These findings support the hypothesis that several personality factors are associated with pathological dissociation. Specifically, harm-avoidant temperament, immature defenses, and overconnection and disconnection cognitive schemata were highly prevalent in the subjects with depersonalization disorder and, furthermore, were quantitatively related to the severity of dissociation.

We are not able to determine on the basis of our findings whether these personality correlates of dissociation play a causal role in its genesis, contribute to its perpetuation over time, or become fixed aspects of personality as a result of trauma and dissociation. A longitudinal design is needed to address such temporal relationships.

Other limitations include the use of self-report instruments, the absence of comparison psychiatric groups, and the inclusion of a single dissociative diagnosis. However, the validity of the instruments used is widely established, and the findings are robust. The Defense Style Questionnaire immature factor includes 12 defenses, and dissociation is just one, represented by three of 46 questions; therefore, the finding of prevalent immature defenses in the group of subjects with depersonalization disorder is not tautological. The poorly investigated topic of dissociative diatheses merits further study.

 

Received Nov. 27, 2000; revisions received April 13 and July 6, 2001; accepted Aug. 23, 2001. From the Department of Psychiatry, Mount Sinai School of Medicine. Address reprint requests to Dr. Simeon, Psychiatry Box 1229, Mount Sinai School of Medicine, One Gustave L. Levy Pl., New York, NY 10029-6574; daphne.simeon@mssm.edu (e-mail). Supported in part by NIMH grant MH-055582 (Dr. Simeon).

Breslau N, Davis GC, Andreski P, Peterson E: Traumatic events and posttraumatic stress disorder in an urban population of young adults. Arch Gen Psychiatry  1991; 48:216-222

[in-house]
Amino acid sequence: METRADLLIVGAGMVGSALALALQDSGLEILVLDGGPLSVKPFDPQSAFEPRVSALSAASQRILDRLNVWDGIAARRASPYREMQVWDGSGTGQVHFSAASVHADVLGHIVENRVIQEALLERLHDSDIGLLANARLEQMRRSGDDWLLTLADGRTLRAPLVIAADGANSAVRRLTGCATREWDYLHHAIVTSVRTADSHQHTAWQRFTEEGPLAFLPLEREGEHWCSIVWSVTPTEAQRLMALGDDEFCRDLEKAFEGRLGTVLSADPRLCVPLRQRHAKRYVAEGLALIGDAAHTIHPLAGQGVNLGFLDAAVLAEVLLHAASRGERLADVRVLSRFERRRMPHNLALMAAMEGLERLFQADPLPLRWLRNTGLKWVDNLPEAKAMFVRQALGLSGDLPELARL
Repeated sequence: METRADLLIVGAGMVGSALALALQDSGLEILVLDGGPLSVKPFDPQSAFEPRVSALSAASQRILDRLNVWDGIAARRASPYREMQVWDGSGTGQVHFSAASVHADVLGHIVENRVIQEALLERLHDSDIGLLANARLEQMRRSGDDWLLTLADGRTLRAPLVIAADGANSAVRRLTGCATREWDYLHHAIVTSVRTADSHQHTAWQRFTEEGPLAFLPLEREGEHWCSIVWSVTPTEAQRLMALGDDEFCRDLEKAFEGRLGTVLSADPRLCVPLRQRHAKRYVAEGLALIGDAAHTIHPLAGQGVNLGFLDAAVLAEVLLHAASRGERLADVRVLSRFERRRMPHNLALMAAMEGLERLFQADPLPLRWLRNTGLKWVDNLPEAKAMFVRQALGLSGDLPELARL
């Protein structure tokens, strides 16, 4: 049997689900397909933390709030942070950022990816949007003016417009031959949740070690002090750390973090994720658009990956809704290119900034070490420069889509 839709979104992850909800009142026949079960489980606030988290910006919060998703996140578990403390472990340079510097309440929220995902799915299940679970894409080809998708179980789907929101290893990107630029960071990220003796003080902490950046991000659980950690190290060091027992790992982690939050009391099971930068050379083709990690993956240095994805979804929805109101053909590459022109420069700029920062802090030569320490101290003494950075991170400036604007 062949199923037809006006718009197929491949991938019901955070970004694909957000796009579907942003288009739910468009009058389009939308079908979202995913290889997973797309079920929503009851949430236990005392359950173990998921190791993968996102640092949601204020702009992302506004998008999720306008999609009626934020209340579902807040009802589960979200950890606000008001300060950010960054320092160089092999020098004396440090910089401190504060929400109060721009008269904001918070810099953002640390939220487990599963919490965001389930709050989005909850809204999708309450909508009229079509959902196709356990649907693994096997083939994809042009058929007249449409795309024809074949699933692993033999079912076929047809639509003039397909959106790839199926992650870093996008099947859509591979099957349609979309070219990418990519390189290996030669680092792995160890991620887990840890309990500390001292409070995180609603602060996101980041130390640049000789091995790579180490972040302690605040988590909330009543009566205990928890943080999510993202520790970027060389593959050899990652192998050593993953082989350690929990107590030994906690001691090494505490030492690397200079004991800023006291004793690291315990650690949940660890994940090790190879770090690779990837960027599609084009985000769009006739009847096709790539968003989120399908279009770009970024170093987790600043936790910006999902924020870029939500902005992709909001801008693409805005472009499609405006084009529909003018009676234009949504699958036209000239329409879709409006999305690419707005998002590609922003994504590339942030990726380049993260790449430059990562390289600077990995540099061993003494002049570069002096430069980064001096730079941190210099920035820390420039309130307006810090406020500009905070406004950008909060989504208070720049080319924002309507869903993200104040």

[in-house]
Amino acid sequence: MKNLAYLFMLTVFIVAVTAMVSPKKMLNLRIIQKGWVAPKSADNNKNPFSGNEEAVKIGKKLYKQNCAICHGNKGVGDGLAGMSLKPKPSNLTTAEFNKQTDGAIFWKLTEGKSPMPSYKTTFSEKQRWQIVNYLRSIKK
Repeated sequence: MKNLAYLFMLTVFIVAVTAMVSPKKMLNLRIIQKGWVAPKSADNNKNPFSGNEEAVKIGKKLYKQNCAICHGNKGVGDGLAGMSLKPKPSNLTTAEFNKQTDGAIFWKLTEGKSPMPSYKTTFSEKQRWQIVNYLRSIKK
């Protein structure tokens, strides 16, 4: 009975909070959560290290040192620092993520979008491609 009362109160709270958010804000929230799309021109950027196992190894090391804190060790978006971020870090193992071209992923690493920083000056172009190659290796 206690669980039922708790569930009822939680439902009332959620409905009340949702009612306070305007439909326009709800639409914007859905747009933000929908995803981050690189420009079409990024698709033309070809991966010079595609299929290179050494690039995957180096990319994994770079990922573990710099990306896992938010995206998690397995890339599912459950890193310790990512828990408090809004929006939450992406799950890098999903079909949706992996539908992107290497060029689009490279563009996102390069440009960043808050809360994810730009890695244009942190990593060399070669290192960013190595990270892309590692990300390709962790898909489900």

[PubMed]
 
Butler LD, Duran REF, Jasiukaitis P, Koopman C, Spiegel D: Hypnotizability and traumatic experience: a diathesis-stress model of dissociative symptomatology. Am J Psychiatry 1996; 153(July festschrift suppl):42-63
 
Grabe H-J, Spitzer C, Freyberger HJ: Relationship of dissociation to temperament and character in men and women. Am J Psychiatry  1999; 156:1811-1813
[PubMed]
 
Romans SE, Martin JL, Morris E, Herbison GP: Psychological defense styles in women who report childhood sexual abuse: a controlled community study. Am J Psychiatry  1999; 156:1080-1085
[PubMed]
 
Waller NG, Ross CA: The prevalence and biometric structure of pathological dissociation in the general population: taxometric and behavior genetic findings. J Abnorm Psychol  1997; 106:499-510
[PubMed]
[CrossRef]
 
Comings DE, Gade-Andavolu R, Gonzalez N, Wu S, Muhleman D, Blake H, Mann MB, Dietz G, Saucier G, MacMurry JP: A multivariate analysis of 59 candidate genes in personality traits: the Temperament and Character Inventory. Clin Genet  2000; 58:375-385
[PubMed]
 
Cravchik A, Goldman D: Neurochemical individuality: genetic diversity among human dopamine and serotonin receptors and transporters. Arch Gen Psychiatry  2000; 57:1105-1114
[PubMed]
[CrossRef]
 
Simeon D, Guralnik O, Schmeidler J, Sirof B, Knutelska M: The role of childhood interpersonal trauma in depersonalization disorder. Am J Psychiatry  2001; 158:1027-1033
[PubMed]
[CrossRef]
 
Steinberg M: Interviewer’s Guide to the Structured Clinical Interview for DSM-IV Dissociative Disorders (SCID-D). Washington, DC, American Psychiatric Press, 1993
 
First MB, Spitzer RL, Gibbon M, Williams JBW: Structured Clinical Interview for DSM-IV Axis I Disorders (SCID). New York, New York State Psychiatric Institute, Biometrics Research, 1995
 
Pfohl B, Blum N, Zimmerman M: Structured Interview for DSM-IV Personality: SIDP-IV. Iowa City, University of Iowa, Department of Psychiatry, 1995
 
Bernstein EM, Putnam FW: Development, reliability, and validity of a dissociation scale. J Nerv Ment Dis  1986; 174:727-735
[PubMed]
[CrossRef]